1-Less confident (might not have understood significant parts)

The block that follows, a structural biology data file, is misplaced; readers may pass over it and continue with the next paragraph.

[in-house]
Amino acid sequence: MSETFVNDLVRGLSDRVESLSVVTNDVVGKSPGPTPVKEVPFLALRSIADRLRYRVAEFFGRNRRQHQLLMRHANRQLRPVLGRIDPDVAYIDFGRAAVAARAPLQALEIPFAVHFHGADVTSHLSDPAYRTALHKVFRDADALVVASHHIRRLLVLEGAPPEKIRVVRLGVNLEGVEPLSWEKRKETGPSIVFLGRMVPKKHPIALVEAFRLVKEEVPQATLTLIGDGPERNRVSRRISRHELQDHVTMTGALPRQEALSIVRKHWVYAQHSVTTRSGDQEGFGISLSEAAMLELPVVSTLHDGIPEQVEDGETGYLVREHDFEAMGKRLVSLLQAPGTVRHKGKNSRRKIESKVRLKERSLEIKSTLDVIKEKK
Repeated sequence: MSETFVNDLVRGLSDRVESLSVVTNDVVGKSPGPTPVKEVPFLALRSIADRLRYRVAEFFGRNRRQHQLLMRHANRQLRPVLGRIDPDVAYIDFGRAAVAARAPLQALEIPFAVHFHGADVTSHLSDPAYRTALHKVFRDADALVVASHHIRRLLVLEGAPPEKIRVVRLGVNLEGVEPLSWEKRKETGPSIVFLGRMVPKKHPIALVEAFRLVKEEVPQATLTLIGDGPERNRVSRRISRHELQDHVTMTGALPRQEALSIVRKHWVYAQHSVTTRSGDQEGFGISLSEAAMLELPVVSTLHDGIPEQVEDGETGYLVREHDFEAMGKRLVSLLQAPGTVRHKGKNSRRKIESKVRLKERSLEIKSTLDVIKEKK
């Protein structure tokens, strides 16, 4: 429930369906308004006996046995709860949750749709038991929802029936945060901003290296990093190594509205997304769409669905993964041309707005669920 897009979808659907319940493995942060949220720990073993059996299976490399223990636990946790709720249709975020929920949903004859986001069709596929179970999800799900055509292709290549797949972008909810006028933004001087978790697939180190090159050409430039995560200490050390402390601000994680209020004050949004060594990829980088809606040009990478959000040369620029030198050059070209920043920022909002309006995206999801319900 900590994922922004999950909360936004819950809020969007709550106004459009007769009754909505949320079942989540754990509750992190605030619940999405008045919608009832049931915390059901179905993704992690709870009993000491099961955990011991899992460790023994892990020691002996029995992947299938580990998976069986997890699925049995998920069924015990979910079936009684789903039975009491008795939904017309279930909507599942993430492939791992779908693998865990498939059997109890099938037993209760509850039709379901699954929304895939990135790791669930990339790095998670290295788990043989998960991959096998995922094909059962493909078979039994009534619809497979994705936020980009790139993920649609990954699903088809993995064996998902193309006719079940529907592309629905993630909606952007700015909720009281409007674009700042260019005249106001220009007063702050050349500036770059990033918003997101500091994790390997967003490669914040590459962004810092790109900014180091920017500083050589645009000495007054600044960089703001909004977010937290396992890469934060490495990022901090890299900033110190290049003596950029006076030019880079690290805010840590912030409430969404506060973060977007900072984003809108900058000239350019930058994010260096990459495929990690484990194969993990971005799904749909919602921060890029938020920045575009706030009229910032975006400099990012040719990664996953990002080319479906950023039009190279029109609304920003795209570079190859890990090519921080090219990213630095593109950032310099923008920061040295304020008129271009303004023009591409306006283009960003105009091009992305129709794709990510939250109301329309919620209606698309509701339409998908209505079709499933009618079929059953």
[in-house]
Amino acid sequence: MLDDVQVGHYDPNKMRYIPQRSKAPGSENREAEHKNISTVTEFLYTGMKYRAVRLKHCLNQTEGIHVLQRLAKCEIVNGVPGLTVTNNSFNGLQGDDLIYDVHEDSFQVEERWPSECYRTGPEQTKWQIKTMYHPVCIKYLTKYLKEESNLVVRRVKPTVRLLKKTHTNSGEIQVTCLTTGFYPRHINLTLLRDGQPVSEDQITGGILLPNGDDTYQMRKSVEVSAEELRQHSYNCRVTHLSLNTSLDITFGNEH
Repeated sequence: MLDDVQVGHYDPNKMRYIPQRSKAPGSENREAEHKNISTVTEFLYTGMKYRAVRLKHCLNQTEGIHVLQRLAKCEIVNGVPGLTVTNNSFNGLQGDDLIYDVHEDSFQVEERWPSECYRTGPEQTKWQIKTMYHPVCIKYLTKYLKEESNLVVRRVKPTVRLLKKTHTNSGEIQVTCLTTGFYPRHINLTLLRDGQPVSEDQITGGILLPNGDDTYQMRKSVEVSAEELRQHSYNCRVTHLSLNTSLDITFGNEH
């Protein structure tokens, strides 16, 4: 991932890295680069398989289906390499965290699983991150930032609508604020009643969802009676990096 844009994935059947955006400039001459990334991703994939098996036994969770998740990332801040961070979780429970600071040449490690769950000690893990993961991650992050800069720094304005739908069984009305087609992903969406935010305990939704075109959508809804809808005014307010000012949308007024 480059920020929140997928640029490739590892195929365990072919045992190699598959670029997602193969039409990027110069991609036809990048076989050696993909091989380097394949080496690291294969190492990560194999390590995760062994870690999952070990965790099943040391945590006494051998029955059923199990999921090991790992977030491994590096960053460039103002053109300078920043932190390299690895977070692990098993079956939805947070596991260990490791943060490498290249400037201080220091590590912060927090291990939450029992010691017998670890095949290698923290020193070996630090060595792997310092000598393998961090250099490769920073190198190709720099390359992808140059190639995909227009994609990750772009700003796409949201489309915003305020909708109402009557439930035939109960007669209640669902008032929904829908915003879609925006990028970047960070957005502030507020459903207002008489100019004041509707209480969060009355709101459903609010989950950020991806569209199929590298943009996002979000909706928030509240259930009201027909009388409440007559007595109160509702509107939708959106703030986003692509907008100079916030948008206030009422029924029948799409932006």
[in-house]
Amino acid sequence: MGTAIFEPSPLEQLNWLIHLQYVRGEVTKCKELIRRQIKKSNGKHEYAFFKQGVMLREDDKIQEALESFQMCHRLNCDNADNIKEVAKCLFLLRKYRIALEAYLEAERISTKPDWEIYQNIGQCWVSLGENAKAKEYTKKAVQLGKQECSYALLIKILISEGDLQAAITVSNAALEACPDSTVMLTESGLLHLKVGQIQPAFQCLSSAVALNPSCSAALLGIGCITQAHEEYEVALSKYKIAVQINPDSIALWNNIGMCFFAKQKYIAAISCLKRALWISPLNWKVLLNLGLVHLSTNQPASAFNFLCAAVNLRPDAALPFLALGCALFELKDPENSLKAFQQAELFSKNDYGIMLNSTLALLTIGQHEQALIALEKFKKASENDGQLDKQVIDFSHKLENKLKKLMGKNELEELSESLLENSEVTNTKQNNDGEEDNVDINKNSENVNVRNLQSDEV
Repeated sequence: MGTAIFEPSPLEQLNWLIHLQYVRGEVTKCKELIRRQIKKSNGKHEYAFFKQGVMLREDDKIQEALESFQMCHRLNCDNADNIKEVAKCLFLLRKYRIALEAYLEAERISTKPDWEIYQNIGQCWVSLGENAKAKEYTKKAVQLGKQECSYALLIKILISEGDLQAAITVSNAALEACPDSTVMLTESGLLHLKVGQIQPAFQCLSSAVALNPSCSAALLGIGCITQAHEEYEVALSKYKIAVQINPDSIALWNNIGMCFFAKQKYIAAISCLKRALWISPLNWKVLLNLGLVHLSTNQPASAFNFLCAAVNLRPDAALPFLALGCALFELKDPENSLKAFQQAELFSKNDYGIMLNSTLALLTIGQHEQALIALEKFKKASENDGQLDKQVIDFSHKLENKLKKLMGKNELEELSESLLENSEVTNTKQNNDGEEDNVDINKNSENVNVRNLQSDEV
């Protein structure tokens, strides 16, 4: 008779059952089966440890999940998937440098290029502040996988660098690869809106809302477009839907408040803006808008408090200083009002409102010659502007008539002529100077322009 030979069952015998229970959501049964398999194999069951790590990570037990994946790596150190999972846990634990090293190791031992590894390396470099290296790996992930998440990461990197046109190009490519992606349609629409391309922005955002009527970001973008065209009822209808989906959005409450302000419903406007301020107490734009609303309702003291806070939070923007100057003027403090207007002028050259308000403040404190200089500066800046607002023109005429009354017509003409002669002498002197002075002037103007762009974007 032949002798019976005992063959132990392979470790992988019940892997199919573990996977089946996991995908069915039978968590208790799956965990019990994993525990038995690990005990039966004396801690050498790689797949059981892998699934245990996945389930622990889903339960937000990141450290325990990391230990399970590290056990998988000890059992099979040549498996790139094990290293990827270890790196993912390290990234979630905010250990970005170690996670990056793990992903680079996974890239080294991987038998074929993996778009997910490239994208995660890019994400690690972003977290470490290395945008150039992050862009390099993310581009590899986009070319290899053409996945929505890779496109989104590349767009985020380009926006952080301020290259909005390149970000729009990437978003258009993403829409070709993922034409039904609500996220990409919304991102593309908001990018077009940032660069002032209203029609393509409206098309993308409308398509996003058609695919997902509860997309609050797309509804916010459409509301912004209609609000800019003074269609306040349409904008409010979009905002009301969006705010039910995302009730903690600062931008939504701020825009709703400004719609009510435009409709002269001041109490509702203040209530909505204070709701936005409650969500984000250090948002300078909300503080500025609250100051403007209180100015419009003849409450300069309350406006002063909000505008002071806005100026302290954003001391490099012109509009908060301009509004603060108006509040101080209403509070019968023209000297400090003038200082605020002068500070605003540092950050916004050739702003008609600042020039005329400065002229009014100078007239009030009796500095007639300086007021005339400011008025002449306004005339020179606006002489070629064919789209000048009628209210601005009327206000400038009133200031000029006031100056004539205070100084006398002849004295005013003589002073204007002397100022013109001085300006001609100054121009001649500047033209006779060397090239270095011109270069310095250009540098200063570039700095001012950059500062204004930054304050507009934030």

In this paper, the authors study the streaming submodular cover problem: given a monotone submodular function f and a target utility Q, the goal is to find a set S of minimal size such that f(S) is at least Q. The setting is the one of streaming algorithms where the goal is to perform a small (constant) number of passes over the data stream, and use sublinear memory (i.e the algorithm cannot simply store the entire stream of data). The first result is an impossibility result: any non-trivial approximation guarantee (better than m/2 where m is the size of the stream) requires linear memory. This first result motivates the formulation of a bi-criteria formulation of the streaming submodular cover problem: find a set of size at most delta times the optimal set which gets a fraction (1-epsilon) of the optimal solution. The authors provide an algorithm which provably obtains this, with delta = 1/epsilon.